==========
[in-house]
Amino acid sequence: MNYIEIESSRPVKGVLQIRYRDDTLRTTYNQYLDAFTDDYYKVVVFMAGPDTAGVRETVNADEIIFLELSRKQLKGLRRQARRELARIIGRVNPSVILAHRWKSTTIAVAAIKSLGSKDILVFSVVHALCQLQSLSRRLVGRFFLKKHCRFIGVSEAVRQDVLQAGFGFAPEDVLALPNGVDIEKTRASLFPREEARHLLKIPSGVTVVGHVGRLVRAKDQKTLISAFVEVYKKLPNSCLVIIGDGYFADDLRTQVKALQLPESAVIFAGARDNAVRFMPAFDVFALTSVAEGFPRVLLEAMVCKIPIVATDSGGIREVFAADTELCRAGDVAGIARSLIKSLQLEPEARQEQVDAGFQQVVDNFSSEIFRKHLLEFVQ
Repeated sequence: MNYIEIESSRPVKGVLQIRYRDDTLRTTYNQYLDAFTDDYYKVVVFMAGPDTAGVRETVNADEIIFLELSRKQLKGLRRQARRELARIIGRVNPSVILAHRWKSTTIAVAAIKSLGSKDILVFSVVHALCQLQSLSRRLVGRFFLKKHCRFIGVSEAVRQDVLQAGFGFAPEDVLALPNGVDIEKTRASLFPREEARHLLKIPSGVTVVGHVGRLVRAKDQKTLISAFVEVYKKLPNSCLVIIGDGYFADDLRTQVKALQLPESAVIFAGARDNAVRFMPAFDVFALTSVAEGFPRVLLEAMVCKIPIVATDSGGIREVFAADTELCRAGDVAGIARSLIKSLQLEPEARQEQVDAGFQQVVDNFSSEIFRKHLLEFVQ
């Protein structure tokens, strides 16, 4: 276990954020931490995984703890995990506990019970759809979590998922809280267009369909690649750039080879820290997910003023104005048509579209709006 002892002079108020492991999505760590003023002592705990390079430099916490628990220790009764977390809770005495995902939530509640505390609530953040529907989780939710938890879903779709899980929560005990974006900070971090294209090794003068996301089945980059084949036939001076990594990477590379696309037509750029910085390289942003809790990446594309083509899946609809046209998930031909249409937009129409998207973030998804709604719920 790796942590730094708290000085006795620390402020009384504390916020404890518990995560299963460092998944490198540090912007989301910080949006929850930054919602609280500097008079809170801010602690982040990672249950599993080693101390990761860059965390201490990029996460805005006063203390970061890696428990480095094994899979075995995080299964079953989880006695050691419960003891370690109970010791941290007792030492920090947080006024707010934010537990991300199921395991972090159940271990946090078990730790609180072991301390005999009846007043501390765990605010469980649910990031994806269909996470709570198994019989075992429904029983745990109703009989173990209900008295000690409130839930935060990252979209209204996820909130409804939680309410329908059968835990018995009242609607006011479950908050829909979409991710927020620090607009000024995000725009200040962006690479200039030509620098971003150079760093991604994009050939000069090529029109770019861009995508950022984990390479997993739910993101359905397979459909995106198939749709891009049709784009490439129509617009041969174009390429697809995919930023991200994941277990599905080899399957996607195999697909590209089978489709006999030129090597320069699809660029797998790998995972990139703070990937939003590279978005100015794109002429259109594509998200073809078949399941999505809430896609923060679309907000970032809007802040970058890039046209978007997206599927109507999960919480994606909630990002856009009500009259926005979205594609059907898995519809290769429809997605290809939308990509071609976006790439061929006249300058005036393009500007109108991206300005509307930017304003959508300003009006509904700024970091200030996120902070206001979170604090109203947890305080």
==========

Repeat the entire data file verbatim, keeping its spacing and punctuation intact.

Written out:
[in-house]
Amino acid sequence: MNYIEIESSRPVKGVLQIRYRDDTLRTTYNQYLDAFTDDYYKVVVFMAGPDTAGVRETVNADEIIFLELSRKQLKGLRRQARRELARIIGRVNPSVILAHRWKSTTIAVAAIKSLGSKDILVFSVVHALCQLQSLSRRLVGRFFLKKHCRFIGVSEAVRQDVLQAGFGFAPEDVLALPNGVDIEKTRASLFPREEARHLLKIPSGVTVVGHVGRLVRAKDQKTLISAFVEVYKKLPNSCLVIIGDGYFADDLRTQVKALQLPESAVIFAGARDNAVRFMPAFDVFALTSVAEGFPRVLLEAMVCKIPIVATDSGGIREVFAADTELCRAGDVAGIARSLIKSLQLEPEARQEQVDAGFQQVVDNFSSEIFRKHLLEFVQ
Repeated sequence: MNYIEIESSRPVKGVLQIRYRDDTLRTTYNQYLDAFTDDYYKVVVFMAGPDTAGVRETVNADEIIFLELSRKQLKGLRRQARRELARIIGRVNPSVILAHRWKSTTIAVAAIKSLGSKDILVFSVVHALCQLQSLSRRLVGRFFLKKHCRFIGVSEAVRQDVLQAGFGFAPEDVLALPNGVDIEKTRASLFPREEARHLLKIPSGVTVVGHVGRLVRAKDQKTLISAFVEVYKKLPNSCLVIIGDGYFADDLRTQVKALQLPESAVIFAGARDNAVRFMPAFDVFALTSVAEGFPRVLLEAMVCKIPIVATDSGGIREVFAADTELCRAGDVAGIARSLIKSLQLEPEARQEQVDAGFQQVVDNFSSEIFRKHLLEFVQ
């Protein structure tokens, strides 16, 4: 276990954020931490995984703890995990506990019970759809979590998922809280267009369909690649750039080879820290997910003023104005048509579209709006 002892002079108020492991999505760590003023002592705990390079430099916490628990220790009764977390809770005495995902939530509640505390609530953040529907989780939710938890879903779709899980929560005990974006900070971090294209090794003068996301089945980059084949036939001076990594990477590379696309037509750029910085390289942003809790990446594309083509899946609809046209998930031909249409937009129409998207973030998804709604719920 790796942590730094708290000085006795620390402020009384504390916020404890518990995560299963460092998944490198540090912007989301910080949006929850930054919602609280500097008079809170801010602690982040990672249950599993080693101390990761860059965390201490990029996460805005006063203390970061890696428990480095094994899979075995995080299964079953989880006695050691419960003891370690109970010791941290007792030492920090947080006024707010934010537990991300199921395991972090159940271990946090078990730790609180072991301390005999009846007043501390765990605010469980649910990031994806269909996470709570198994019989075992429904029983745990109703009989173990209900008295000690409130839930935060990252979209209204996820909130409804939680309410329908059968835990018995009242609607006011479950908050829909979409991710927020620090607009000024995000725009200040962006690479200039030509620098971003150079760093991604994009050939000069090529029109770019861009995508950022984990390479997993739910993101359905397979459909995106198939749709891009049709784009490439129509617009041969174009390429697809995919930023991200994941277990599905080899399957996607195999697909590209089978489709006999030129090597320069699809660029797998790998995972990139703070990937939003590279978005100015794109002429259109594509998200073809078949399941999505809430896609923060679309907000970032809007802040970058890039046209978007997206599927109507999960919480994606909630990002856009009500009259926005979205594609059907898995519809290769429809997605290809939308990509071609976006790439061929006249300058005036393009500007109108991206300005509307930017304003959508300003009006509904700024970091200030996120902070206001979170604090109203947890305080």